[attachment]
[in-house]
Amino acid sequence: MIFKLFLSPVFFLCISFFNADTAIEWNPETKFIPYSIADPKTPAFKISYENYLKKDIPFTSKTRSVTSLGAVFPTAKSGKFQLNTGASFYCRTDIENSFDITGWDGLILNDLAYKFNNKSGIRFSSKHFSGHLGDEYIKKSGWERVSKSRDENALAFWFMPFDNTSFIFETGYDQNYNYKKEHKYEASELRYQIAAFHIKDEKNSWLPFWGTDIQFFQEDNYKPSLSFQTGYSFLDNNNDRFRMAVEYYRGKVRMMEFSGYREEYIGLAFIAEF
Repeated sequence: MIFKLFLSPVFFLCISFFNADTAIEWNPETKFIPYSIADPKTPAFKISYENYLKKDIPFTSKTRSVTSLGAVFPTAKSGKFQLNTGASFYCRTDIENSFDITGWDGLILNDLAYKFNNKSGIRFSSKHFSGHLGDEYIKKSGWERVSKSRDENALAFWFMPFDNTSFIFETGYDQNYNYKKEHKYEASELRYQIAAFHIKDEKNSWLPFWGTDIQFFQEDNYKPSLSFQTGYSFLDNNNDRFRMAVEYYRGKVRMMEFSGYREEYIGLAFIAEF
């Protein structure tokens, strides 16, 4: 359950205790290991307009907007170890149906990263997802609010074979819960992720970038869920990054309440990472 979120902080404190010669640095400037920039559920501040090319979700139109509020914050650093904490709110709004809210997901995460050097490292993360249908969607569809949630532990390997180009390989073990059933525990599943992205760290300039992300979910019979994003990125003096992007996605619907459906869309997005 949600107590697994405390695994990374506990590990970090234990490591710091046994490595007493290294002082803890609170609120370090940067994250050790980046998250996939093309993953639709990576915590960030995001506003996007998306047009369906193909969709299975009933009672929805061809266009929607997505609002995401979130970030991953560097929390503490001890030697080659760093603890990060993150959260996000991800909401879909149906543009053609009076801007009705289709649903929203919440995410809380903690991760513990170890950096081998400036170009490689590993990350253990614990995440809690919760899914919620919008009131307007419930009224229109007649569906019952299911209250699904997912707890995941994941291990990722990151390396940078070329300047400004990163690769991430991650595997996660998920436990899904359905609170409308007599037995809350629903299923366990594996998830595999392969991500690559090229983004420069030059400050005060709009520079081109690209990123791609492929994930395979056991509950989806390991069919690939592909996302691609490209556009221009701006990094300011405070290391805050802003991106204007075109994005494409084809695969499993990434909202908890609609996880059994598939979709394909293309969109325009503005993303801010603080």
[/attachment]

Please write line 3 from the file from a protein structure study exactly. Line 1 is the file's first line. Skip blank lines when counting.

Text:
Repeated sequence: MIFKLFLSPVFFLCISFFNADTAIEWNPETKFIPYSIADPKTPAFKISYENYLKKDIPFTSKTRSVTSLGAVFPTAKSGKFQLNTGASFYCRTDIENSFDITGWDGLILNDLAYKFNNKSGIRFSSKHFSGHLGDEYIKKSGWERVSKSRDENALAFWFMPFDNTSFIFETGYDQNYNYKKEHKYEASELRYQIAAFHIKDEKNSWLPFWGTDIQFFQEDNYKPSLSFQTGYSFLDNNNDRFRMAVEYYRGKVRMMEFSGYREEYIGLAFIAEF